Did Uhuru defy the judge when he destroyed drugs ship?
President Uhuru Kenyatta yesterday witnessed the destruction of a drug laden ship aboard a military helicopter off the port of Mombasa.
The President who on Thursday declared that holes will be poked into the ship carrying 377 kilogrammes of heroin watched from above a Puma helicopter as Navy personnel in three warships, two patrol boats and two tugboats detonated explosives in the ship.
The explosion which occurred 18 nautical miles (33.3km) off the coast sank the ship 353 metres underwater in a well coordinated operation witnessed by regional police chiefs.
Chief of the Kenya Defence Force General Julius Karangi and the Inspector General of Police David Kimaiyo also circled the location in another helicopter as did some Cabinets Secretaries.
The destruction was made barely three hours after the Mombasa High Court rejected a plea by the State to destroy the ship. Judge Maureen Odero in her ruling said that there was no good reason as to why the ship should be destroyed.
On August 27, Chief Magistrate Maxwell Gicheru sitting in Mombasa had also rejected the state’s request to destroy the ship stating that he would fast track the hearing of the case.
The High Court ruling was made at 1.30pm while the destruction took place at 4.30pm.
Justice Odero had ruled that it was proper for the state to destroy the drugs but not the ship. The judge had also said although no one has claimed ownership of the ship, it was in order to wait for the completion of the proceedings.
The Director of Public Prosecutions Keriako Tobiko had appeared before Justice Odero seeking to overturn the orders made by the magistrate.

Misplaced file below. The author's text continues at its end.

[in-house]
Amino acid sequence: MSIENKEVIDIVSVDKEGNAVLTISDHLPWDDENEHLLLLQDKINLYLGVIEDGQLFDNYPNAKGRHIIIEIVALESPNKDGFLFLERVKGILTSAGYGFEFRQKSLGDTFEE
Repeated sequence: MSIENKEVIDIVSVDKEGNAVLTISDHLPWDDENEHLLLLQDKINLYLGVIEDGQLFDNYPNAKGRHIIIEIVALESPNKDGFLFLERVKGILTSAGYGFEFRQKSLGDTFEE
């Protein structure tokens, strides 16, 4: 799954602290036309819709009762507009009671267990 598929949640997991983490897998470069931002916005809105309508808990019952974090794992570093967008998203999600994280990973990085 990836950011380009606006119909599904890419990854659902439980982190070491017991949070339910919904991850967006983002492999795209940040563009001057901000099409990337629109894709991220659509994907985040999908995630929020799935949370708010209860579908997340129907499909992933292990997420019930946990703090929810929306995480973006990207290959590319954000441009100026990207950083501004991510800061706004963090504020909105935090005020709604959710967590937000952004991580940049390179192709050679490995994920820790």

Tobiko told the judge that the magistrate had treated the matter as an ordinary one and thus refuted the state’s request to destroy the ship which was carrying a consignment of drugs.
The consignment of drugs was transferred from the GSU base near State House Mombasa under heavy guard to the port. The drugs were weighed and loaded into the ship.
A team from the Bomb Disposal Unit of the military was used to assemble the explosives. The drugs were then packed into the ship before it was towed into the deep seas.
The 33 kilometers from the shore is regarded as the Explosives Disposal Zone used for military exercises. Explosions can safely be conducted without interfering with marine life.
A plume of white smoke rose about two hundred feet high from the sinking ship after the 4:15pm detonation.
Director of Criminal Investigations Muhoro Ndegwa was on the MV Jasiri deck to witness the destruction.
“This is a statement to drug dealers that Kenya will not be their play ground. The presence of the President should send a strong message that Kenya will act decisively on drug traffickers. This should be done as often as the drugs are seized. The ship was destroyed according to the law that stipulates that such ships can be seized and the government can do what it wishes to do with it,” Ndegwa said. He was accompanied by Deputy Inspector General of Police Grace Kaindi.
The ship was intercepted off Kenya’s coast in Lamu by Kenya Navy patrol ships sailing towards the port of Mombasa last month.
The drugs were extracted from diesel reservoir inside the ship after it was subjected to verification by a multi-agency operation comprising military and anti narcotic officers dispatched from Nairobi.
The team of anti narcotic officers are in the coast probing the smuggling of drugs allegedly controlled by local and international drug lords.